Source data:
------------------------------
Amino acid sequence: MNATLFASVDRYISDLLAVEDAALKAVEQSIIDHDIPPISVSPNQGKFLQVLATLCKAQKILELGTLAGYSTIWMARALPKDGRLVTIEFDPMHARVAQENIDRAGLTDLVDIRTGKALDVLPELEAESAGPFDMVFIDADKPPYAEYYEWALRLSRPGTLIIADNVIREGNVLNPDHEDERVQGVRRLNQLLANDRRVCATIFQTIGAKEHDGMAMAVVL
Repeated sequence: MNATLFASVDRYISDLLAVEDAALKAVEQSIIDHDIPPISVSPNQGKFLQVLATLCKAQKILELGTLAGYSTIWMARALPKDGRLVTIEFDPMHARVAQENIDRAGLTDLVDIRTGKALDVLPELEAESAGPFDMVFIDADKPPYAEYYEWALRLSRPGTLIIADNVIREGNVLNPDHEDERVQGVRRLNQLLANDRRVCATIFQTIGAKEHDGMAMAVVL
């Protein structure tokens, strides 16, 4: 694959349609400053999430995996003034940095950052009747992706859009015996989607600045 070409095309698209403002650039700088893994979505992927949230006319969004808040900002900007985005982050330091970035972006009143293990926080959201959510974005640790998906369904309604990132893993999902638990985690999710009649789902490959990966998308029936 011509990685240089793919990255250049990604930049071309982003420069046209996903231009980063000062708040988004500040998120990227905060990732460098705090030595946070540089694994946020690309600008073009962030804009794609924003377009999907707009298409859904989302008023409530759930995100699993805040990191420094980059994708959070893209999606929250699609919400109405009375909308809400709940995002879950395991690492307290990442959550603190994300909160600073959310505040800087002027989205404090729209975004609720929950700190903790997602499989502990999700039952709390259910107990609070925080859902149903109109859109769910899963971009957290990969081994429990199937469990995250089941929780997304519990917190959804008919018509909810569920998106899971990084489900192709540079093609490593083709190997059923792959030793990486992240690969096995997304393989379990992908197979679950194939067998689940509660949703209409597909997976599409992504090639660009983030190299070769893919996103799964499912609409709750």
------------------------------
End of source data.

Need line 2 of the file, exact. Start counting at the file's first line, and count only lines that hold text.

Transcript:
Repeated sequence: MNATLFASVDRYISDLLAVEDAALKAVEQSIIDHDIPPISVSPNQGKFLQVLATLCKAQKILELGTLAGYSTIWMARALPKDGRLVTIEFDPMHARVAQENIDRAGLTDLVDIRTGKALDVLPELEAESAGPFDMVFIDADKPPYAEYYEWALRLSRPGTLIIADNVIREGNVLNPDHEDERVQGVRRLNQLLANDRRVCATIFQTIGAKEHDGMAMAVVL